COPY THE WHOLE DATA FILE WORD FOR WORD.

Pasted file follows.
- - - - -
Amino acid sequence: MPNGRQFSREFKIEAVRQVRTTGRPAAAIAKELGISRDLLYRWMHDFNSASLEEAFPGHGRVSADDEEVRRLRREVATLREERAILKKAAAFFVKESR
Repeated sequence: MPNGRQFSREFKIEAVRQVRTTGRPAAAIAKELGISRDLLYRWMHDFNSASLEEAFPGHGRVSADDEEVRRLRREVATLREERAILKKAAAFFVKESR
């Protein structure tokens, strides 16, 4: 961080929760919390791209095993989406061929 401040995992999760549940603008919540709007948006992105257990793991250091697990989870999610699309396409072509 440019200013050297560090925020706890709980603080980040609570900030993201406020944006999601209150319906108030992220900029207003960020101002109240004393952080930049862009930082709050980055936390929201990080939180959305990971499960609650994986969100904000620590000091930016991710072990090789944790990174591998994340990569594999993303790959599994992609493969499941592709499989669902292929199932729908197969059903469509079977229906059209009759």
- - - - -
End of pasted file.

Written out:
Amino acid sequence: MPNGRQFSREFKIEAVRQVRTTGRPAAAIAKELGISRDLLYRWMHDFNSASLEEAFPGHGRVSADDEEVRRLRREVATLREERAILKKAAAFFVKESR
Repeated sequence: MPNGRQFSREFKIEAVRQVRTTGRPAAAIAKELGISRDLLYRWMHDFNSASLEEAFPGHGRVSADDEEVRRLRREVATLREERAILKKAAAFFVKESR
């Protein structure tokens, strides 16, 4: 961080929760919390791209095993989406061929 401040995992999760549940603008919540709007948006992105257990793991250091697990989870999610699309396409072509 440019200013050297560090925020706890709980603080980040609570900030993201406020944006999601209150319906108030992220900029207003960020101002109240004393952080930049862009930082709050980055936390929201990080939180959305990971499960609650994986969100904000620590000091930016991710072990090789944790990174591998994340990569594999993303790959599994992609493969499941592709499989669902292929199932729908197969059903469509079977229906059209009759």